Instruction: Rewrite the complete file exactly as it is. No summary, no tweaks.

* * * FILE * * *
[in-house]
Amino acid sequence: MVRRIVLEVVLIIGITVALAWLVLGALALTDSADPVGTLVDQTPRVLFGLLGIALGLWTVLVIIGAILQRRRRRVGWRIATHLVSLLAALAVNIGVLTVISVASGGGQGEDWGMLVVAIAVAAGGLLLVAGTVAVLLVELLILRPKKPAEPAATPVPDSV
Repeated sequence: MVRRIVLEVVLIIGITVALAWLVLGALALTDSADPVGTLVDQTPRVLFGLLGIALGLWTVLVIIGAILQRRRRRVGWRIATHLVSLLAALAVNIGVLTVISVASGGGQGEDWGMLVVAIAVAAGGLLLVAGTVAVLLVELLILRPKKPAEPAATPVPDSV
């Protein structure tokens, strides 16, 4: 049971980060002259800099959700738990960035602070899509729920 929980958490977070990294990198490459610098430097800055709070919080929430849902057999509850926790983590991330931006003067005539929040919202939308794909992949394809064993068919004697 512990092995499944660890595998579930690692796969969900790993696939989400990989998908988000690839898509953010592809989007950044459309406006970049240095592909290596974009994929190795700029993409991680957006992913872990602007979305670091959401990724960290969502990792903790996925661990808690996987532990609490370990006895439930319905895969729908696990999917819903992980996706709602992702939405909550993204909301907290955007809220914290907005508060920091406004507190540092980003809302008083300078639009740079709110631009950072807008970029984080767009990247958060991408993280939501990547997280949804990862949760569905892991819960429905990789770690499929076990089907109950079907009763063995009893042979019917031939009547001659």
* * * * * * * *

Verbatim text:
[in-house]
Amino acid sequence: MVRRIVLEVVLIIGITVALAWLVLGALALTDSADPVGTLVDQTPRVLFGLLGIALGLWTVLVIIGAILQRRRRRVGWRIATHLVSLLAALAVNIGVLTVISVASGGGQGEDWGMLVVAIAVAAGGLLLVAGTVAVLLVELLILRPKKPAEPAATPVPDSV
Repeated sequence: MVRRIVLEVVLIIGITVALAWLVLGALALTDSADPVGTLVDQTPRVLFGLLGIALGLWTVLVIIGAILQRRRRRVGWRIATHLVSLLAALAVNIGVLTVISVASGGGQGEDWGMLVVAIAVAAGGLLLVAGTVAVLLVELLILRPKKPAEPAATPVPDSV
């Protein structure tokens, strides 16, 4: 049971980060002259800099959700738990960035602070899509729920 929980958490977070990294990198490459610098430097800055709070919080929430849902057999509850926790983590991330931006003067005539929040919202939308794909992949394809064993068919004697 512990092995499944660890595998579930690692796969969900790993696939989400990989998908988000690839898509953010592809989007950044459309406006970049240095592909290596974009994929190795700029993409991680957006992913872990602007979305670091959401990724960290969502990792903790996925661990808690996987532990609490370990006895439930319905895969729908696990999917819903992980996706709602992702939405909550993204909301907290955007809220914290907005508060920091406004507190540092980003809302008083300078639009740079709110631009950072807008970029984080767009990247958060991408993280939501990547997280949804990862949760569905892991819960429905990789770690499929076990089907109950079907009763063995009893042979019917031939009547001659």